My main goal for embarking on this missions trip was to learn how to effectively initiate a conversation about Christ during patient interactions. I desired to witness the reality of being a Christian and a practicing physician. During the trip, for the periods when I shadowed physicians, I was privileged to observe how the physicians introduced Christ into their conversations with the patients. I saw how they asked the patient if they could say a prayer for them. I also learned about how a nurse always told the patients “God bless you” in Spanish. 

Nonetheless, some internal changes occurred while I was in El Salvador. Being a first year medical student with minimal clinical skills, I was rather unprepared and not confident in my ability to navigate through patient interactions while also maintaining communication with my translator. I remember the anxiety that plagued me on the bus ride to the site on the very first day of clinic. I was anxious, nervous and afraid. It didn’t help that I had a speech impediment; my stuttering exponentially increases in new situations. Being in El Salvador, going to provide healthcare to people from a drastically different culture than I am accustomed to and having minimal clinical skills sent my anxiety through the roof. I was at the end of myself on that bus ride which was a very humbling moment because moments like this point me to Christ and His never ending grace for me in times of limitations.

Upon arriving at the site, things were really chaotic especially in the triage which was my station. I noticed that I became inpatient and almost dismissive. Most patients had up to 5 chief complaints and as I was trying to triage each patient as quickly as I could, they seemed to have a never ending list of complaints. I became exhausted and almost started dismissing the patients’ concerns because they were endless and quite honestly irritating. I had to give all my fatigue and irritation to God. I learned that I wouldn’t be the gracious, loving and welcoming person I aspire to me without the help of God.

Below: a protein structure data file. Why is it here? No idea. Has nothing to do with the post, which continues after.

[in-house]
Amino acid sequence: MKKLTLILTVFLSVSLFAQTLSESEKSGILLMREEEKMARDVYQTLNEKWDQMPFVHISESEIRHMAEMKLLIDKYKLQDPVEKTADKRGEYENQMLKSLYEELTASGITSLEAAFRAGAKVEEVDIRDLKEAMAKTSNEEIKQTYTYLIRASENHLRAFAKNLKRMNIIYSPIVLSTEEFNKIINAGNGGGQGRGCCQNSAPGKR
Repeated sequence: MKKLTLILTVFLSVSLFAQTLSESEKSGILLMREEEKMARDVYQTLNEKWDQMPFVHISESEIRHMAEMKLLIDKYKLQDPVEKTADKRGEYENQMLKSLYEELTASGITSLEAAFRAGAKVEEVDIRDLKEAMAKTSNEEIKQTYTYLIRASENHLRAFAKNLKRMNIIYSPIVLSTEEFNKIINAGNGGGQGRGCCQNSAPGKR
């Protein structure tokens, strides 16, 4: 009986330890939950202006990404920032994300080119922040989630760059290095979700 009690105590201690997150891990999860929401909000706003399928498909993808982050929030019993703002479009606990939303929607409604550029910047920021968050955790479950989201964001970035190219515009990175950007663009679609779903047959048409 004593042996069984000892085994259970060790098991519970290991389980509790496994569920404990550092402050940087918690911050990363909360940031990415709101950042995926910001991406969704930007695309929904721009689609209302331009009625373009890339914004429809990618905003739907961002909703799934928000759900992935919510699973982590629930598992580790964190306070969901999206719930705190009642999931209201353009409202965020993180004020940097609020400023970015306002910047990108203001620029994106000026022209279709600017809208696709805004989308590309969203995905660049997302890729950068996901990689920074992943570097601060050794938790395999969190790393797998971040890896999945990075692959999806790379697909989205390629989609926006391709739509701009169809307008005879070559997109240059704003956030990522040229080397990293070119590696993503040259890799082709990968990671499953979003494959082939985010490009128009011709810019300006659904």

This trip brought me to the end of myself mentally, emotionally and physically. I was stretched in countless ways that reminded me that I can’t do anything alone. It is Him who died for my sins and traded my sorrows and pain for joy. It is in Him that I can find peace and strength. I will continually come to the end of myself in this life but in Him, I will always break through my limitations.



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  • Angie Thomas

    Angie Thomas

    This is a beautiful story of God meeting us in our moments of perceived weakness and discomfort. Praising Him for all He accomplished in and through you on this trip!
  • Christine Lowe

    Christine Lowe

    Thank you for sharing your story. Being blessed to have served in medical missions in Haiti for 25 years I can understand and relate to your testimony. My journey in Haiti would be impossible without my constant partner and guide, Jesus. May God continue to bless your journey through medical missions.
  • Paul Jarrett

    Paul Jarrett

    I have experienced the same kind of tangential responses from patients in trying to get a targeted answer to the chief complaint in my area of gynecology. Patients rarely get to talk with a doctor in underserved areas of the world so whatever bothers them in any part of the body may come up in their non-medically oriented mind; many have never have studied health or other basic education. It does take patience to get the answer one is looking for, but turning over our frustrations, impatience, and lack of understanding to God is always the best strategy regardless whether we are ministering in our own culture or or one foreign to ours. Listening is also part of ministering even if there is very little you are able to do for the big problem. But doing something for the patient is also important even if you can't treat everything they are concerned about. And offering to pray with the patient for something you can't treat specifically is giving God an opportunity to do what you can't do. For example, if God subsequently gives a child to an infertile patient with whom you prayed, He gets all the glory.
  • Earline Siler-Young

    Earline Siler-Young

    Beautiful story! I am looking forward to my first medical missions. This is what serving in the medical field is all about.